Testing Vaadin With Unit and Integration Tests

It is a common best practice to test as little code as possible in a single test. In this way, when things go wrong, only relevant tests fail. For UI testing, there are three main approaches:

  • Unit tests: for simple UI logic.

  • Integration tests: for more advanced UI logic.

  • End-to-end tests: to test what the user sees.

You can run unit and integration tests standalone, that is, without any external dependencies, such as a running server or database.

End-to-end tests require the application to be deployed and are run in a browser window to simulate an actual user.

In this chapter, you write and run unit and integration tests. The tutorial covers end-to-end tests in the next chapter.

Creating and Running Unit Tests for Simple UI Logic

The most minimal way of testing is to create a plain Java unit test. This only works with UI classes with no dependencies, no auto-wiring etc. For the ContactForm, you can create a unit test to verify that the form fields are correctly populated, based on the given bean.

Note
Put tests in the correct folder

All test classes should go in the test folder, src/test/java. Pay special attention to the package names. Use package-access for class fields. If the test isn’t in the same package as the class that’s being tested, you will get errors.

Create a new folder, src/test/java. In IntelliJ, right-click on the folder and select Mark Directory as > Test Sources Root. In the new folder, create a new package, com.example.application.views.list, and add a new ContactFormTest.java file with the code below.

package com.example.application.views.list;

import com.example.application.data.entity.Company;
import com.example.application.data.entity.Contact;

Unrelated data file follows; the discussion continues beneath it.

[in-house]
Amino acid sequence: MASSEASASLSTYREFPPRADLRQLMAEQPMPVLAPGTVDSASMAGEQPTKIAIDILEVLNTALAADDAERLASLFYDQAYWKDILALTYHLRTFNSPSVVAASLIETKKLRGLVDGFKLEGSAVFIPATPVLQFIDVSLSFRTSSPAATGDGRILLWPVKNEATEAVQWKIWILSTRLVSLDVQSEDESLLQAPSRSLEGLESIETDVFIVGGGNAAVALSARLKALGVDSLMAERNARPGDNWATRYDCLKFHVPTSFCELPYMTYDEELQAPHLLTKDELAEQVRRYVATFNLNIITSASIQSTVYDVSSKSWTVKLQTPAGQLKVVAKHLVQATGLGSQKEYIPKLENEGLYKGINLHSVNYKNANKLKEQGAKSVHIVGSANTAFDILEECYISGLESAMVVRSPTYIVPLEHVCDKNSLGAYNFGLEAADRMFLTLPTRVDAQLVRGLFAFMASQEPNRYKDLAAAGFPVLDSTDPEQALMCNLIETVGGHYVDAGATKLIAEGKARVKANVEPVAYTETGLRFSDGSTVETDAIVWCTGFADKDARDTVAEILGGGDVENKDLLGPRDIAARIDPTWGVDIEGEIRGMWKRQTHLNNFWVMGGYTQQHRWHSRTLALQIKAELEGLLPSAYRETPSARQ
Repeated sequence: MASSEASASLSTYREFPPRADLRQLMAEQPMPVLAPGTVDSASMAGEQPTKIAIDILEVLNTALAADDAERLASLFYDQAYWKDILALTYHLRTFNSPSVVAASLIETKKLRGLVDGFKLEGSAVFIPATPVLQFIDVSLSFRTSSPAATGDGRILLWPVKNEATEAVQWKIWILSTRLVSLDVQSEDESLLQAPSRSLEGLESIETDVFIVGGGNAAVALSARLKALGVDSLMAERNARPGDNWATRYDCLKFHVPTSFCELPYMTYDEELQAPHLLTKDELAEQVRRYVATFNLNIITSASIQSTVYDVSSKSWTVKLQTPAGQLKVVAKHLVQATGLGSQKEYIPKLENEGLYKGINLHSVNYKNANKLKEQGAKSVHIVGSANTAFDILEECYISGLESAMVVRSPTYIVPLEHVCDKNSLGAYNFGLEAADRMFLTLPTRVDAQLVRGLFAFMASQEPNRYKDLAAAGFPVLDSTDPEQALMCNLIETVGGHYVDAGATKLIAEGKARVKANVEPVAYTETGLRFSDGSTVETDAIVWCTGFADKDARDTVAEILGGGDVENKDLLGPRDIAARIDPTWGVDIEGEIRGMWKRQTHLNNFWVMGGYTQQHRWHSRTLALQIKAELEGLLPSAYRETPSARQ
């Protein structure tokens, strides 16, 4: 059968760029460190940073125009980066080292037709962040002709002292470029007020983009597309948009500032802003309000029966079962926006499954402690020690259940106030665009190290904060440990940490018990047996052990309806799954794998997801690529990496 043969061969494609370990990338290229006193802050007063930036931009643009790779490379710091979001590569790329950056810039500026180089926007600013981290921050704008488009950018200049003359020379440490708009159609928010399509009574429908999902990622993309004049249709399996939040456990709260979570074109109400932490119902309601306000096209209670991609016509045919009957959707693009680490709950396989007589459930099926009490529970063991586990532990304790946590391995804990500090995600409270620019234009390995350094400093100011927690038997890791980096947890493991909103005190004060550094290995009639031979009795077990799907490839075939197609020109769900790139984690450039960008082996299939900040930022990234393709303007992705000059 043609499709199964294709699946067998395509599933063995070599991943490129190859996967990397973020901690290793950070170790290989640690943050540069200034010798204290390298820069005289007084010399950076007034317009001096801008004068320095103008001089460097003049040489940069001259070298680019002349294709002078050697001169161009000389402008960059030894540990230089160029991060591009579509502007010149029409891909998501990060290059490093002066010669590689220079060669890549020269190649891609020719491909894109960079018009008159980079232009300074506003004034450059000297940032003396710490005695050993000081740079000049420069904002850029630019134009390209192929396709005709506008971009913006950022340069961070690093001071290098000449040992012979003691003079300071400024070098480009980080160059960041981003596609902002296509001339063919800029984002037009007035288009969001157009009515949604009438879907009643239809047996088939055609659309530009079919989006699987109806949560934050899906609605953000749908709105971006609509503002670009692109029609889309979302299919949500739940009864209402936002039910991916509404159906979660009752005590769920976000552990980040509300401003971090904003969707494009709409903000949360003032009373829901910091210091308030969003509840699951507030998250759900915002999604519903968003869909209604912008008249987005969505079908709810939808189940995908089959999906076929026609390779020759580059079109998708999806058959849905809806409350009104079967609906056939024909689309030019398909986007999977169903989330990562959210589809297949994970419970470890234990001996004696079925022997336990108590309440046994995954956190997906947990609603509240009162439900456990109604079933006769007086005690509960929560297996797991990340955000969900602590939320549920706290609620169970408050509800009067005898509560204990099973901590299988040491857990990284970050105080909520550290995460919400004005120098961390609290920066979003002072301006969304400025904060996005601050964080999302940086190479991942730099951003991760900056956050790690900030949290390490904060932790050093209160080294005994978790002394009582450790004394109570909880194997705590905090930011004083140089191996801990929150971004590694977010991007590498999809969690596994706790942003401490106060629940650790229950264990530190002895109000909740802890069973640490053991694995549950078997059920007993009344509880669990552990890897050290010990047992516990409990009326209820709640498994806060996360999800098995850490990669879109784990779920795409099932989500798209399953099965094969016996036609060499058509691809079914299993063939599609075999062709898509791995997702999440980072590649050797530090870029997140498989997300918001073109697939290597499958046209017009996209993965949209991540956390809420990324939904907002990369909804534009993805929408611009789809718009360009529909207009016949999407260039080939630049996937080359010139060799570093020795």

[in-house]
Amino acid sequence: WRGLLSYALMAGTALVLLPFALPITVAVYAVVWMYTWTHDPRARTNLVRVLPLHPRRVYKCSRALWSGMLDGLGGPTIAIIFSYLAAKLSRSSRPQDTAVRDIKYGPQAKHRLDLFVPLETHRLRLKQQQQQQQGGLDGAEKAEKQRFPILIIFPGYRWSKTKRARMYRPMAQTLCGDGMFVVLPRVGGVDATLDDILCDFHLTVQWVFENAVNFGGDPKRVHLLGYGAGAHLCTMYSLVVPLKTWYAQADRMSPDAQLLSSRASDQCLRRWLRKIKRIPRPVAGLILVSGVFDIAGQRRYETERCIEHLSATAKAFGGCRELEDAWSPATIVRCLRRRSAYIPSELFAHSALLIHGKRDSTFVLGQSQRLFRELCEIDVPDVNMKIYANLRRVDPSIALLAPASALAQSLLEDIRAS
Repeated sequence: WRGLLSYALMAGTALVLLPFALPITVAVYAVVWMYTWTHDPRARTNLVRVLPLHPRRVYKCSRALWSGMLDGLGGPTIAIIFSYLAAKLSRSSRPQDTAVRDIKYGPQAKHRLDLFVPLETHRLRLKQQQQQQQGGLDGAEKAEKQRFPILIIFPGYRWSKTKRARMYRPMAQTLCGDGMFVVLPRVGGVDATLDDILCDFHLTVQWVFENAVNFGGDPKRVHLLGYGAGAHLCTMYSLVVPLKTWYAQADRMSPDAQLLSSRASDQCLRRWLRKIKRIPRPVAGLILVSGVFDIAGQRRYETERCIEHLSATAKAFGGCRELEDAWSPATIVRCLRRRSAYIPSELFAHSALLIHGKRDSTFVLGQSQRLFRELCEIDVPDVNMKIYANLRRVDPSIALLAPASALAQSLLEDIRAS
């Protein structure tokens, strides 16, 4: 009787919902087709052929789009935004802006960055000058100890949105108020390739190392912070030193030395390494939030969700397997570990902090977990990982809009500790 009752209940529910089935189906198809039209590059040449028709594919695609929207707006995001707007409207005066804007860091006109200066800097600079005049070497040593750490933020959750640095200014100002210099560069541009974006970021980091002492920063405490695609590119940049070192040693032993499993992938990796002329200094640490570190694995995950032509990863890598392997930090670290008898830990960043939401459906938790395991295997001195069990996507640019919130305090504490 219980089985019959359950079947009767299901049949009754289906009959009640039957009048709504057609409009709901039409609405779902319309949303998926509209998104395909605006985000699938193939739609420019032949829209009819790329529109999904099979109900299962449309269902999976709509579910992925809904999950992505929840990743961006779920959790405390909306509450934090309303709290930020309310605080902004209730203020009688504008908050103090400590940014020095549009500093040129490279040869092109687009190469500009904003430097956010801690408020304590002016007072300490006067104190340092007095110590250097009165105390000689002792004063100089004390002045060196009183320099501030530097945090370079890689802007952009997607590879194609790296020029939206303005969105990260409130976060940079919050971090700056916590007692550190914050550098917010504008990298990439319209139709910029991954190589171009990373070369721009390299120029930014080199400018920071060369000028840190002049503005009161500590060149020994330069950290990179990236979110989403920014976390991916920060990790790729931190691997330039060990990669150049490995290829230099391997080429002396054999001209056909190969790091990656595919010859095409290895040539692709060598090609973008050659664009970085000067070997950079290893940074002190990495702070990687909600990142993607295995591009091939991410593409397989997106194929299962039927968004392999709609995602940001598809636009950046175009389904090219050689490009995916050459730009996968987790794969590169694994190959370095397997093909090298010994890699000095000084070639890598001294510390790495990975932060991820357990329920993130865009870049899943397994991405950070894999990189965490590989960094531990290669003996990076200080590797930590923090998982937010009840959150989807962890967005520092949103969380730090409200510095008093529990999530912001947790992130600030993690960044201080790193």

import com.example.application.data.entity.Status;
import org.junit.Assert;
import org.junit.Before;
import org.junit.Test;

import java.util.ArrayList;
import java.util.List;
import java.util.concurrent.atomic.AtomicReference;

public class ContactFormTest {
    private List<Company> companies;
    private List<Status> statuses;
    private Contact marcUsher;
    private Company company1;
    private Company company2;
    private Status status1;
    private Status status2;

    @Before 1
    public void setupData() {
        companies = new ArrayList<>();
        company1 = new Company();
        company1.setName("Vaadin Ltd");
        company2 = new Company();
        company2.setName("IT Mill");
        companies.add(company1);
        companies.add(company2);

        statuses = new ArrayList<>();
        status1 = new Status();
        status1.setName("Status 1");
        status2 = new Status();
        status2.setName("Status 2");
        statuses.add(status1);
        statuses.add(status2);

        marcUsher = new Contact();
        marcUsher.setFirstName("Marc");
        marcUsher.setLastName("Usher");
        marcUsher.setEmail("marc@usher.com");
        marcUsher.setStatus(status1);
        marcUsher.setCompany(company2);
    }
}
  1. The @Before annotation adds dummy data that is used for testing. This method is executed before each @Test method.